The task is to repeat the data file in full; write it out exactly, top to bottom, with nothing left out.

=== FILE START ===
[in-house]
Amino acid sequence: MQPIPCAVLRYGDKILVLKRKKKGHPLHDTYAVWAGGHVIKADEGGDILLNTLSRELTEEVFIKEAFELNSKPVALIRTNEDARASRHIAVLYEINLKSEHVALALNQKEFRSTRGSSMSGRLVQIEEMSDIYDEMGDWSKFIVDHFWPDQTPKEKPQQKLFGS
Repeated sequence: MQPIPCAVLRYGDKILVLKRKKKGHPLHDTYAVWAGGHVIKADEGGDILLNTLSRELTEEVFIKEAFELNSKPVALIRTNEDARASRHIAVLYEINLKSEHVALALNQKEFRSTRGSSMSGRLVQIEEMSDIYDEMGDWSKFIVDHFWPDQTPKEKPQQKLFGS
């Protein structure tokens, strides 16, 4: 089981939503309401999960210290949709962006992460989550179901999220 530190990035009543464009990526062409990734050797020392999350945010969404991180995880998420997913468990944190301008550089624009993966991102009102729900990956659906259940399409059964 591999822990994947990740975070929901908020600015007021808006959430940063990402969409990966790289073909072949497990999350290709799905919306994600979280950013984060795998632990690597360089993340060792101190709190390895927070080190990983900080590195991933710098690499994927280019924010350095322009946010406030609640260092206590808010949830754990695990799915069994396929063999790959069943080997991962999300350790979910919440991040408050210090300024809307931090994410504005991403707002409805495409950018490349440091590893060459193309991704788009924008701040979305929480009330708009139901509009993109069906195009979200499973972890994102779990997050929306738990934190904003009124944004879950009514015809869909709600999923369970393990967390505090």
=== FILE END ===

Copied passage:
[in-house]
Amino acid sequence: MQPIPCAVLRYGDKILVLKRKKKGHPLHDTYAVWAGGHVIKADEGGDILLNTLSRELTEEVFIKEAFELNSKPVALIRTNEDARASRHIAVLYEINLKSEHVALALNQKEFRSTRGSSMSGRLVQIEEMSDIYDEMGDWSKFIVDHFWPDQTPKEKPQQKLFGS
Repeated sequence: MQPIPCAVLRYGDKILVLKRKKKGHPLHDTYAVWAGGHVIKADEGGDILLNTLSRELTEEVFIKEAFELNSKPVALIRTNEDARASRHIAVLYEINLKSEHVALALNQKEFRSTRGSSMSGRLVQIEEMSDIYDEMGDWSKFIVDHFWPDQTPKEKPQQKLFGS
């Protein structure tokens, strides 16, 4: 089981939503309401999960210290949709962006992460989550179901999220 530190990035009543464009990526062409990734050797020392999350945010969404991180995880998420997913468990944190301008550089624009993966991102009102729900990956659906259940399409059964 591999822990994947990740975070929901908020600015007021808006959430940063990402969409990966790289073909072949497990999350290709799905919306994600979280950013984060795998632990690597360089993340060792101190709190390895927070080190990983900080590195991933710098690499994927280019924010350095322009946010406030609640260092206590808010949830754990695990799915069994396929063999790959069943080997991962999300350790979910919440991040408050210090300024809307931090994410504005991403707002409805495409950018490349440091590893060459193309991704788009924008701040979305929480009330708009139901509009993109069906195009979200499973972890994102779990997050929306738990934190904003009124944004879950009514015809869909709600999923369970393990967390505090």